Hi, I’m Rachel. I’m 25 years old. Presently, I make RM 5,000 a month in salary as an auditor in Puchong. I would like to buy my first property before 30. As I write, I had accumulated RM 30,000 in savings and would like to know how long it will take for me to buy my property, assuming that it would cost about RM 400,000. Also, do you have any suggestions to raise funds quicker so that I can realise my dreams of having a property much earlier.
First, I think that it is important to acknowledge that it takes time to build funds to buy a piece of property. It is okay not to rush into a property buying decision if one does not have the means to afford it. Lately, I had been listening to a nice podcast by Ikhram Merican on Syok where he talked about 7 steps to raise your deposit for a property. In this article, I’ll use the same insights discussed to help Rachel find out if she can afford a property costing RM 400,000 before 30. Here are 5 things Rachel needs to know to raise funds to her first property.
#1: The 25% Rule
The 25% rule is a ballpark calculation of the amount a person needs to spend in initial capital outlay for a residential property, assuming that the buyer is below 35 years old and a first time Malaysian property buyer in Malaysia. The amount includes the 10% in down payment, about 3-5% in transaction costs inclusive of sale & purchase agreement (SPA), loan agreement, stamp duties, and valuation report of the property and another 10% which can be used for renovation costs and a buffer of 6-12 months worth of property-related expenses.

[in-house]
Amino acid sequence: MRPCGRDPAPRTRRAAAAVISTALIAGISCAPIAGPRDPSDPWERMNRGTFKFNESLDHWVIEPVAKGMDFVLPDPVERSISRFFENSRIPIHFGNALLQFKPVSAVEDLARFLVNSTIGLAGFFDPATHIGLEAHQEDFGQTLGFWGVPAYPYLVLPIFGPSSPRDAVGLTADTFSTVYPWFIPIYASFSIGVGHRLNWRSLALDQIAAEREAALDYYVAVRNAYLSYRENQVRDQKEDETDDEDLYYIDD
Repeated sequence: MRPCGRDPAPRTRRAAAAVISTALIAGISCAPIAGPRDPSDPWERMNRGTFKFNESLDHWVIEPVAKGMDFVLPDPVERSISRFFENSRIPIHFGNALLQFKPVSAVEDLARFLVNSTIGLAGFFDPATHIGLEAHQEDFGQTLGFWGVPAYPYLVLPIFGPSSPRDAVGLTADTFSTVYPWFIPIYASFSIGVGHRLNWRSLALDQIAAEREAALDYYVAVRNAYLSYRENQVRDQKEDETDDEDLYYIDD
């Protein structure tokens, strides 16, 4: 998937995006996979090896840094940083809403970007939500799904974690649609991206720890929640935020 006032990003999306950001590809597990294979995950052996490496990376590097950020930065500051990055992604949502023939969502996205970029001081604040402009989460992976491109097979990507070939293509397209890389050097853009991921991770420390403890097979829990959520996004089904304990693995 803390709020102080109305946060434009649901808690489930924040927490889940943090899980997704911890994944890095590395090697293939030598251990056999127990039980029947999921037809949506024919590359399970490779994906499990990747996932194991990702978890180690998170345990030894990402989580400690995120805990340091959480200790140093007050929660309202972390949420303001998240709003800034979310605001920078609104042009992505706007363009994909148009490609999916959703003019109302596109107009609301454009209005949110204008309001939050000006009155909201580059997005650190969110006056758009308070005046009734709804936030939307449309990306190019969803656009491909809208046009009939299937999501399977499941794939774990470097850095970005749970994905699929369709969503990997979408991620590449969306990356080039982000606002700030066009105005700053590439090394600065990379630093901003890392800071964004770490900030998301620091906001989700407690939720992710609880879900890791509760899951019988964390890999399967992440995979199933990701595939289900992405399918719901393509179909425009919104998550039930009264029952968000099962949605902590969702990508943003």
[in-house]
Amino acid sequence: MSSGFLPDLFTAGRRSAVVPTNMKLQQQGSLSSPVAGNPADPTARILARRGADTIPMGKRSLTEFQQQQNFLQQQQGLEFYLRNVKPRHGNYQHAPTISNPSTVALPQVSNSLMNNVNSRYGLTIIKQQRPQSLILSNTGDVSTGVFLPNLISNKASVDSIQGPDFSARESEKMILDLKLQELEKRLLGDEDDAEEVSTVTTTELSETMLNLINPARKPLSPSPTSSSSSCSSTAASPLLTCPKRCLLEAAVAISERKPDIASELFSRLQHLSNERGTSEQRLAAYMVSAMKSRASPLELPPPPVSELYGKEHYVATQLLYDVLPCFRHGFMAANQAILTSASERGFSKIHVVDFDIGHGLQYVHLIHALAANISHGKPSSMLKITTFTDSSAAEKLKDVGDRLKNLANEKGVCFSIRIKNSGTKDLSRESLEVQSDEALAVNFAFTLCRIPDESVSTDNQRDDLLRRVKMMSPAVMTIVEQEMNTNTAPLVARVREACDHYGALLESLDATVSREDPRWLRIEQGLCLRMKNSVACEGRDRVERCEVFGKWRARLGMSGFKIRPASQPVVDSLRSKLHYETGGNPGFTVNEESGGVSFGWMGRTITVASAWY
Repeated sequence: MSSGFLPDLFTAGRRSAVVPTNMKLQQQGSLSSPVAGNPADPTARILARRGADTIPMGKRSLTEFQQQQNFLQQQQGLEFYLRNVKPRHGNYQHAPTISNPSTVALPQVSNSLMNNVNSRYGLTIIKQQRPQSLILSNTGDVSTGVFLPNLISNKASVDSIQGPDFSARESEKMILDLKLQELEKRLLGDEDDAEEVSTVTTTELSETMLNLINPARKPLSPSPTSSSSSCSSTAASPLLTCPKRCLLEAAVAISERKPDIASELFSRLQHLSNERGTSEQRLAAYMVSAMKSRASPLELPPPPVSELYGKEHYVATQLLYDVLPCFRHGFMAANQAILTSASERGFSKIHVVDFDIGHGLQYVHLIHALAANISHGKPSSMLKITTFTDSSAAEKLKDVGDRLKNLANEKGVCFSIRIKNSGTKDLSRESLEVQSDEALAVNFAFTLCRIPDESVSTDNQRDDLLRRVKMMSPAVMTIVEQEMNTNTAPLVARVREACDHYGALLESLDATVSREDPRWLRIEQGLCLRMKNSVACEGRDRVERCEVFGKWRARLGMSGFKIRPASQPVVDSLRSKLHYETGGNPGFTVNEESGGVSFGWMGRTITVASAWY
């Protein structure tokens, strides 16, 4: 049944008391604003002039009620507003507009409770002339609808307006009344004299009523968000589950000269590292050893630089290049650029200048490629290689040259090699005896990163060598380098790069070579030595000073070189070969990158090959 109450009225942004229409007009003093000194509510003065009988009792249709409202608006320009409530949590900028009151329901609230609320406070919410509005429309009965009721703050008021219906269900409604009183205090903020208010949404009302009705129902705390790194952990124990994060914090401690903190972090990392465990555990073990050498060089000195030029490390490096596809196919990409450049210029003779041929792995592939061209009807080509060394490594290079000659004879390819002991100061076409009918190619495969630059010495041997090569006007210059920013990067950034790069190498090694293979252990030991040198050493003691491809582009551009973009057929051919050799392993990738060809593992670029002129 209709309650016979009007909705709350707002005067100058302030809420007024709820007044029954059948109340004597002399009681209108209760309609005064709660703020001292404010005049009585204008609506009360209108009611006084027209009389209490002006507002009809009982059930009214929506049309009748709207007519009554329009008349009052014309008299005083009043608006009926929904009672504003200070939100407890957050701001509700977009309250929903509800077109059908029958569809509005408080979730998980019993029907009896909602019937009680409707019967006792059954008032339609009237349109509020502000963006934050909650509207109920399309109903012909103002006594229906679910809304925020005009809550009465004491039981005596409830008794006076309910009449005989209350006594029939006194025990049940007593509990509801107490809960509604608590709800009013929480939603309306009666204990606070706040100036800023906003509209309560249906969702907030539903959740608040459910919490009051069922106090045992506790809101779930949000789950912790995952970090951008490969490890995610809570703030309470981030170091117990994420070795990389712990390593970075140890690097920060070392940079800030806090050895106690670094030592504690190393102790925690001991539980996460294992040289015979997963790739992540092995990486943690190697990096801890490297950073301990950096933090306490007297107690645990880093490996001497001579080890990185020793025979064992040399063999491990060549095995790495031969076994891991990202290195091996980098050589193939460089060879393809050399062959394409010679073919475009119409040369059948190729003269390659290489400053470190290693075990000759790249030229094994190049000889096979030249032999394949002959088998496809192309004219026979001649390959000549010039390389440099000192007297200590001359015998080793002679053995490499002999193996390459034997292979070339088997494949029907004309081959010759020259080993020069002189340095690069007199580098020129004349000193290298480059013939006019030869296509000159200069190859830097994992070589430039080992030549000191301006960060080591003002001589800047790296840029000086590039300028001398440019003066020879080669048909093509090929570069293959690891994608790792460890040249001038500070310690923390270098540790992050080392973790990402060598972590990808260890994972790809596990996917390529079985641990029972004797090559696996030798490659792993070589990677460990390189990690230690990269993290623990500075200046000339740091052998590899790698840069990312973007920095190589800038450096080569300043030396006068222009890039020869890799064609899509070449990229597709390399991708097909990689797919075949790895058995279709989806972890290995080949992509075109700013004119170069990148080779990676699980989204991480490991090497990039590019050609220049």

As such, if Rachel plans to buy a property costing RM 400,000, it is advisable for her to prepare RM 100,000 in cash (25% of the property price) before buying it. If you are Rachel and find this figure overwhelming, it is perfectly normal. I had that overwhelming feeling too. But, don’t fret for I’ll be sharing a golden nugget on how you can raise the money quickly below. For now, let’s move onto:
#2: Save ‘Monthly Property Expenses’ Today
For a start, Rachel can easily estimate the amount of mortgage installments per month via Calculator.com.my. Out of which, she will be paying nearly RM 1,600 a month in mortgage installments for her RM 400,000 property. In addition, the amount of other property expenses would include quit rent and assessment, its fire insurance and maintenance fees and sinking fund if it is an apartment. Let’s say, collectively, they cost around RM 400 a month, therefore, Rachel should be expecting to incur RM 2,000 in total property-related expenses per month.
Here is a tip I’ve learnt from Ikhram via the Podcast.
If you are Rachel, is it possible to set aside RM 2,000 per month for the purpose of buying her property?
Why? This is because Rachel will continue to incur RM 2,000 per month in total property expenses after having paid her initial capital outlay for the property. If Rachel is not mentally prepared to set aside RM 2,000 a month for her property today, it is likely that she would not be able to afford the property in the future. I believe the act of saving RM 2,000 a month is more than just raising funds. For Rachel, this act could help her be mentally prepared to afford her property.